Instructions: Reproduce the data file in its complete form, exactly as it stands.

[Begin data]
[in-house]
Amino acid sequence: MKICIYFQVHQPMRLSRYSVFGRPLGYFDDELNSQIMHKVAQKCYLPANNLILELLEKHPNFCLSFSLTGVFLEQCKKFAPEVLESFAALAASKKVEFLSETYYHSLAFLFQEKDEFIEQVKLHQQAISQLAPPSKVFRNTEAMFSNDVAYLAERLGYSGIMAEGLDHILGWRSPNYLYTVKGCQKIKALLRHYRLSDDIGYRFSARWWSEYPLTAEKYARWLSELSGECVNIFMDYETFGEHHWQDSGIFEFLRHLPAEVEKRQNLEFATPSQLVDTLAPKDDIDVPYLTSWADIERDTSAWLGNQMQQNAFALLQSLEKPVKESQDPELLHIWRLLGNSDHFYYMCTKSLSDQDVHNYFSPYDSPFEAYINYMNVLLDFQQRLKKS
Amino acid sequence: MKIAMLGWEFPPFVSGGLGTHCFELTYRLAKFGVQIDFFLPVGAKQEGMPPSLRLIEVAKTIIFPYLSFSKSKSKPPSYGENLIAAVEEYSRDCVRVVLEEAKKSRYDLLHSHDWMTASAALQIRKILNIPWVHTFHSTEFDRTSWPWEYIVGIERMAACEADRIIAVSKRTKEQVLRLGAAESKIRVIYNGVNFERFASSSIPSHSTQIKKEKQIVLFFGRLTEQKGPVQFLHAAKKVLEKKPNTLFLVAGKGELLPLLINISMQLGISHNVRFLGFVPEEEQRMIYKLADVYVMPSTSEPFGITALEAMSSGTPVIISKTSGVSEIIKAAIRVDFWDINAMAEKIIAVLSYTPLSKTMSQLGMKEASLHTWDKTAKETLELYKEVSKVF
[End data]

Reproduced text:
[in-house]
Amino acid sequence: MKICIYFQVHQPMRLSRYSVFGRPLGYFDDELNSQIMHKVAQKCYLPANNLILELLEKHPNFCLSFSLTGVFLEQCKKFAPEVLESFAALAASKKVEFLSETYYHSLAFLFQEKDEFIEQVKLHQQAISQLAPPSKVFRNTEAMFSNDVAYLAERLGYSGIMAEGLDHILGWRSPNYLYTVKGCQKIKALLRHYRLSDDIGYRFSARWWSEYPLTAEKYARWLSELSGECVNIFMDYETFGEHHWQDSGIFEFLRHLPAEVEKRQNLEFATPSQLVDTLAPKDDIDVPYLTSWADIERDTSAWLGNQMQQNAFALLQSLEKPVKESQDPELLHIWRLLGNSDHFYYMCTKSLSDQDVHNYFSPYDSPFEAYINYMNVLLDFQQRLKKS
Amino acid sequence: MKIAMLGWEFPPFVSGGLGTHCFELTYRLAKFGVQIDFFLPVGAKQEGMPPSLRLIEVAKTIIFPYLSFSKSKSKPPSYGENLIAAVEEYSRDCVRVVLEEAKKSRYDLLHSHDWMTASAALQIRKILNIPWVHTFHSTEFDRTSWPWEYIVGIERMAACEADRIIAVSKRTKEQVLRLGAAESKIRVIYNGVNFERFASSSIPSHSTQIKKEKQIVLFFGRLTEQKGPVQFLHAAKKVLEKKPNTLFLVAGKGELLPLLINISMQLGISHNVRFLGFVPEEEQRMIYKLADVYVMPSTSEPFGITALEAMSSGTPVIISKTSGVSEIIKAAIRVDFWDINAMAEKIIAVLSYTPLSKTMSQLGMKEASLHTWDKTAKETLELYKEVSKVF